The many failures to find oil in the Judean Desert over the years have not deterred a new group of investors interested in restarting the exploratory wells near the Dead Sea.
- Hard Look / Oil, Oil Everywhere, Evidently
- Caves in Israel's Judean Hills Join World Heritage List
- Is the Leviathan Gas Field a Sure Thing or a Whale of a Problem?
- Israel's Unfulfilled Promise of Alternative Energy
The area to be explored is in the northeast part of the Negev, an area known as the Hatrurim License (based on the name of the geological formation in the region). Halamish 1 is an exploratory well near the Dead Sea, not far from the city of Arad. In 1962, Israel’s National Oil Company drilled 2,200 meters and found a number of sand layers bearing oil, gas and salty water, but they were never exploited.
More than three decades later, geologist Eliahu Rosenberg undertook an even deeper drilling of Halamish 1, but he and his partners decided not to pump the oil, because low world oil prices precluded the possibility of earning a profit on it. Halamish 1 was the last onshore well drilled by Rosenberg’s Avner Oil Exploration and his partner Yitzhak Tshuva’s Delek Drilling, before they discovered a series of giant offshore fields, the largest of them being Leviathan.
The latest effort to turn a barren spot of desert into Israel’s next oil patch is being led by the irrepressible Rosenberg, who, even in his 80s and officially retired, is still an active presence in the local energy industry.
Rosenberg has filed an application with the Energy and Water Resources Ministry for a license to search for oil in the Judean Desert area, together with Gulliver Energy, which controls the Zerah Oil & Gas Exploration and Ginko Oil Exploration partnership, Israel Opportunity Energy Resources and the Ashtrom Group. Gulliver, the biggest partner with a 62.5% share, is already searching for natural gas and oil on land in the Dead Sea region, where Zerah already has a license. The rest of the shares will be divided between Israel Opportunity (25%), Ashtrom (10%) and Rosenberg (2.5%).
Eyal Shuker, the CEO of Israel Opportunity, which also holds over 100 offshore exploration licenses in the Oz, Pelagic, Royee and Neta fields, is optimistic. “The financial strength of the partnership allows us to continue to search for opportunities, with the goal of expanding and diversifying our asset portfolio while spreading the risks,” he said. “Entry into the Hatrurim license is an opportunity to operate and develop a new license in an area that has already been proven in the past to have oil, and a large amount of geologic data about the area already exists,” added Shuker.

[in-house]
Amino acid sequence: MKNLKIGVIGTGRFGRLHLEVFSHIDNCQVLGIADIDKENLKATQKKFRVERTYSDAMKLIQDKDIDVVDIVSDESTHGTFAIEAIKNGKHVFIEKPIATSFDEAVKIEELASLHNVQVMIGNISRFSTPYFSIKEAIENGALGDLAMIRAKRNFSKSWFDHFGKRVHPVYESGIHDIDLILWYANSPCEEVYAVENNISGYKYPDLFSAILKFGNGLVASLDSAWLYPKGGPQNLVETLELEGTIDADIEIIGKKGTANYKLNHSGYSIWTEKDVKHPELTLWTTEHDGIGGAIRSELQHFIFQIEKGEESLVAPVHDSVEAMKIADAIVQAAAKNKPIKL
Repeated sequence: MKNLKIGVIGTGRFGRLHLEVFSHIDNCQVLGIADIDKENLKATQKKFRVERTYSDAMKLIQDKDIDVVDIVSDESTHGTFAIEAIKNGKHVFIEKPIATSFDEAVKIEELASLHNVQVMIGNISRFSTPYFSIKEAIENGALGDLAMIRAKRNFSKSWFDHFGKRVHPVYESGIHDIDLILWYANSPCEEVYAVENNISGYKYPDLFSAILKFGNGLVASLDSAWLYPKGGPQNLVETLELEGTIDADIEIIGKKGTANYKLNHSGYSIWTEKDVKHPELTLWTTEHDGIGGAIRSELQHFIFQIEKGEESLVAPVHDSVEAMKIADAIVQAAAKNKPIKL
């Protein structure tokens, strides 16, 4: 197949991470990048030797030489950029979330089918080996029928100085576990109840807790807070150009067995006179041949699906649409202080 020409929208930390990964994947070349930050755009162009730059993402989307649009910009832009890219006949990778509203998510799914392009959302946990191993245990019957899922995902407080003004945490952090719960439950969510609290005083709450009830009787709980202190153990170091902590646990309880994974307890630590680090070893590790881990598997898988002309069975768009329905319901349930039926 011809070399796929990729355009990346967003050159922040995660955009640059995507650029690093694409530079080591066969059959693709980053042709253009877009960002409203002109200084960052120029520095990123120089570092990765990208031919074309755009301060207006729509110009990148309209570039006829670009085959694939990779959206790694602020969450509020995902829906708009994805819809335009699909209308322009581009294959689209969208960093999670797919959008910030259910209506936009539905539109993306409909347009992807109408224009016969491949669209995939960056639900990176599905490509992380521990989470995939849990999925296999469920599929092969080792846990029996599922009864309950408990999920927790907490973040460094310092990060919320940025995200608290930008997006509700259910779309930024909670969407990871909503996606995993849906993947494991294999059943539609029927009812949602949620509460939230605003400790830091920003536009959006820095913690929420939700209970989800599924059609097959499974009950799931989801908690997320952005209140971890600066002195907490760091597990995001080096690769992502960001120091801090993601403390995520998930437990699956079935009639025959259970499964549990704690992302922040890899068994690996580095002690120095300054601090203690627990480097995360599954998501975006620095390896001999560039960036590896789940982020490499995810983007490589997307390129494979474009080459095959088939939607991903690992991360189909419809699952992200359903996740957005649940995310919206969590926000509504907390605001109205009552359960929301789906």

The partnership’s plan is to renew the drilling at Halamish 1, this time to a depth of 2,600 meters. The original well was drilled at an angle into what was expected to be the center of the oil formation. If for technical reasons they cannot reenter the well, the partners will drill 30 meters away from the original site.
Rosenberg’s career history doesn’t look very different from a Texas wildcatter, except that he was born in Germany and made his great discoveries – not to mention a sizable fortune – finding natural gas in Israel, or more precisely the Mediterranean Sea. Many consider him the pioneer of the natural gas discoveries in the eastern Mediterranean Basin, including the Tethys Sea, Mari and Noa fields.
As one of the founders of the Avner Oil Exploration partnership, which in Hebrew spells out the initials of his full Hebrew name, Rosenberg was also a partner in the discovery of the huge offshore Leviathan and Tamar gas fields. The company was later sold to Tshuva’s Delek Group, but Rosenberg continued to serve as its chief geologist. He was also a founder of Isramco and JOEL Jerusalem Oil Exploration, two other oil and gas exploration partnerships.
All these big gas discoveries have made Rosenberg a multimillionaire. He owned the rights to a 3% share of Avner’s revenues, an amount that was reduced to 2.625% after Delek took control of Avner in 2000. His share of the Tethys Sea field paid Rosenberg some $4 million.
But this is relatively small change compared to the many millions Rosenberg is expected to reap in coming years from the sale of the gas being pumped from the much larger Tamar and Leviathan fields.
As just one indication of the riches in store, Rosenberg recently sold a third of his share from Avner in these revenues to Allied – a closely held company controlled by Prof. Itzhak Swary – for an estimated $30 million to $40 million. Rosenberg is also expected to receive some $1 million to $1.5 million a year for his share of the revenues from Tamar. And when the gas flows for export from the Leviathan field, starting in 2018, he is expected to earn $1.5 million to $3 million a year, if not more.
All told, these sums are expected to add up to over $100 million over the years.